Friday, August 29, 2014
A poem of mine, "Usky became whisky in English," is in the new issue of Miramar [#2]. It's a beautifully made book, in an era when most new poetry is being posted online. Though I haven't read through it much, yet, I did read all of issue #1, which contained several poems I've returned to. Check out the website here.
Sunday, August 24, 2014
THE SCATTERED CONGREGATION- trans. Robert Bly
We got ready and showed our home.
The visitor thought: you live well.
The slum must be inside you.
Inside the church, pillars and vaulting
white as plaster, like the cast
around the broken arm of faith.
Inside the church there's a begging bowl
that slowly lifts from the floor
and floats along the pews.
But the church bells have gone underground.
They're hanging in the sewage pipes.
Whenever we take a step, they ring.
Nicodemus the sleepwalker is on his way
to the Address. Who's got the Address?
Don't know. But that's where we are going.
source, w/ notes
[In the version of the poem found at the link, the poem ends w/ a question mark. I'm familiar with the poem from this book, which ends the poem w/ a period. I prefer this version.]
Sunday, August 17, 2014
Friday, August 15, 2014
Free verse really got rolling about a hundred years ago. It wasn't just free in the sense of being very loose in the rhyme and meter department. Free verse was sexually free. That's what nobody understands. Free verse meant free, naked, unclothed, un-Victorian people scampering around in an unfettered sort of way. That's why it was so exciting. I was trying to explain this to my next-door neighbor, Nanette. I ran into her when I was out walking my dog, Smacko. Nan was out again picking up trash with her plastic trash bag. I asked her what she'd found. She'd found some beer cans, a pair of panties, half of a meatball sandwich in a paper plate, an ice cream wrapper, and an old, laceless shoe. We walked back to her house, and she asked me if I knew anything about Toro lawnmowers. I said I knew a little, because I do. Her lawnmower was starting and then dying after about a second. I pulled off the air filter and banged the float cup with a wrench and suddenly, to my surprise, the mower worked. I went around her yard once with it.- from The Anthologist, by Nicholson Baker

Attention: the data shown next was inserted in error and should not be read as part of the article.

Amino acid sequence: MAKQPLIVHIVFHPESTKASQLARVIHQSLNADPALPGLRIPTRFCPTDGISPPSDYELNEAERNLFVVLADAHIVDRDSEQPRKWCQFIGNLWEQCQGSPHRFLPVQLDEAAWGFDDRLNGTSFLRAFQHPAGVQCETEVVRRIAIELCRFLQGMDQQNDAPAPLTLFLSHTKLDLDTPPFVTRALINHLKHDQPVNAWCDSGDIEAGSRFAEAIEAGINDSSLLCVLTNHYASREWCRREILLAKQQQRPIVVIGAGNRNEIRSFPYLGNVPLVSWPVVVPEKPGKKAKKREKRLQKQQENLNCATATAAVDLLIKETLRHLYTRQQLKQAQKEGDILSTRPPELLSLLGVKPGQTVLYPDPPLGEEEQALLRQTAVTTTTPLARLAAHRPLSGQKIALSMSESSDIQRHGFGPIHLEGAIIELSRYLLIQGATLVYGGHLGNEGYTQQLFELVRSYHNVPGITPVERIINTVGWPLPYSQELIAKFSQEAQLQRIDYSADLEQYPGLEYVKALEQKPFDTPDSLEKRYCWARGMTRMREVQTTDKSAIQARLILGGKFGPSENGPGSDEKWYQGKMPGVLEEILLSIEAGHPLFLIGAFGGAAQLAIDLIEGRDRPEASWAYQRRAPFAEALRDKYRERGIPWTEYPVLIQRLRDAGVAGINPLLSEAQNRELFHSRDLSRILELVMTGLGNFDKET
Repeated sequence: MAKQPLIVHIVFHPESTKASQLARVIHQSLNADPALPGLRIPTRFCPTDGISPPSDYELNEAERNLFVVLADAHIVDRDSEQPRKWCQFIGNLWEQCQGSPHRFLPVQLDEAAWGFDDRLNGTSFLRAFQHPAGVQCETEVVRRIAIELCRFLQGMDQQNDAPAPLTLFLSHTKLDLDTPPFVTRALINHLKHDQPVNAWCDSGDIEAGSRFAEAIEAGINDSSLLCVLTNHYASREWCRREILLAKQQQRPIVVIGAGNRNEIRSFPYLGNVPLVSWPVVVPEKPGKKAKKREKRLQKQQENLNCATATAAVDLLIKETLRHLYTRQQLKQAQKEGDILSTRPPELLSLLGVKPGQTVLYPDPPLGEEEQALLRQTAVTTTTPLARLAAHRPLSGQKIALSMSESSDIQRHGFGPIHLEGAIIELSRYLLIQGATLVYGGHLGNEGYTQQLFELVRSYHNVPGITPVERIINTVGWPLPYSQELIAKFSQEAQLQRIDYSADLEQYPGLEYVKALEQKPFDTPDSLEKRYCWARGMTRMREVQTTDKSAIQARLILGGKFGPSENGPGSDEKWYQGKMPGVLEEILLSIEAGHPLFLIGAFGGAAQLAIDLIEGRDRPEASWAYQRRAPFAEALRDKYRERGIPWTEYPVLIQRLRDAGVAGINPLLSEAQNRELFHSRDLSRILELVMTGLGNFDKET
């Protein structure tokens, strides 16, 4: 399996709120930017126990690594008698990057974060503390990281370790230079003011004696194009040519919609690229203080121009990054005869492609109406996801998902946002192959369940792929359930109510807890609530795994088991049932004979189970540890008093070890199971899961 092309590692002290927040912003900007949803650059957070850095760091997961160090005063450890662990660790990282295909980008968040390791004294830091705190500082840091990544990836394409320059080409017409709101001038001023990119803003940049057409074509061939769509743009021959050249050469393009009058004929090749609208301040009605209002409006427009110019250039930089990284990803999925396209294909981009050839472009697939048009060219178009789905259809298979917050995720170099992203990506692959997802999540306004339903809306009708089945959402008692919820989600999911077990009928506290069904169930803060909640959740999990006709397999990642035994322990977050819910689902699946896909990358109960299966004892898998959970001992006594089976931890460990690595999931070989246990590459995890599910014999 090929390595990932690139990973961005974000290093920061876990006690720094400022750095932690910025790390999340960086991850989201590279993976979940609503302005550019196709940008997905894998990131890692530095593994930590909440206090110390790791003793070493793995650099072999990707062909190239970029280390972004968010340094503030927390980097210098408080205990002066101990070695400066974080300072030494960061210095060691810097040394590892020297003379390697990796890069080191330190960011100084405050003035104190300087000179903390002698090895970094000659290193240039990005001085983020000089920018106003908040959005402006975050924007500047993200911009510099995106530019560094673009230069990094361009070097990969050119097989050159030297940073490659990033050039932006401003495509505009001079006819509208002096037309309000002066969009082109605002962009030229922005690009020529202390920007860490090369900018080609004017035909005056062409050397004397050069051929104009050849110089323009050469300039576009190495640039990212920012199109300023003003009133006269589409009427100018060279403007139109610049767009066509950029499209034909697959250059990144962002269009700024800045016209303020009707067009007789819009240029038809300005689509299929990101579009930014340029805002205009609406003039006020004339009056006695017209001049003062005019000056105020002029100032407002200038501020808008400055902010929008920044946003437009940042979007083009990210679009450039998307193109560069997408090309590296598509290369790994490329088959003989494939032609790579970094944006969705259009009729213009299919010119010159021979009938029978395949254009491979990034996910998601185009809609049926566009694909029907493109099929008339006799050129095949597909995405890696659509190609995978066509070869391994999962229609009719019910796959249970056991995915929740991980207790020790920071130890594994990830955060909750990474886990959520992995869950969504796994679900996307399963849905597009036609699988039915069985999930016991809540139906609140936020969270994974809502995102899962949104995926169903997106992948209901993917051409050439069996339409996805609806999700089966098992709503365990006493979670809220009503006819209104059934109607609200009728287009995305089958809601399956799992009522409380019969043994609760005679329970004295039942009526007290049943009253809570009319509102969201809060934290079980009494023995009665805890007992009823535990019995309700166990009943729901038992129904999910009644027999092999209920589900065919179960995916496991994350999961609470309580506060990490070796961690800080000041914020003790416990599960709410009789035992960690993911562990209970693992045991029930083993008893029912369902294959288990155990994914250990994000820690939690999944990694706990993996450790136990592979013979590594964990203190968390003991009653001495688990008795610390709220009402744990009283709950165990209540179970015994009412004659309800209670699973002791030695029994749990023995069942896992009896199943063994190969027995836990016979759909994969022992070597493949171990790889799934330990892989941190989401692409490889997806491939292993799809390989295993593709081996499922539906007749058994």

Then she asked--out of politeness--"So why did poems stop rhyming? Were all the rhymes used up?" I said no, no, the rhymes weren't used up, they can never be used up until the English language itself is used up, because rhyme-words are really just the ending sounds of whole phrases and whole lines. It doesn't matter whether "breath" and "death" have been rhymed before, only whether the two new lines that end with "breath" and "death" are interesting and beautiful lines. Although sometimes it's good to give certain rhymes a break for a century or two.
She said, "So then why?" I told her about Mina Loy, the beautiful free-verse poet whose poems were published in a magazine called Others. Mina Loy had romped with the famous Futurist Filippo Marinetti, and he treated her badly, because he was an unpleasant egotist who liked wars and cars and didn't like women. He'd written a play about a man with a thirty-foot penis that he wrapped around himself when he wanted to take a nap.
"Golly," said Nan.
I told her that Mina Loy wrote a poem about sex with him, or with one of the other Futurists, in which she compared Cupid to a pig "rooting erotic garbage." And American newspapers picked up on this phrase, and it made her famous as a free-verser.
"Very interesting," said Nan. We said good-bye. She began mowing her lawn, and I went into my kitchen. I opened my freezer, looked at the motionless mists in there, and then closed it.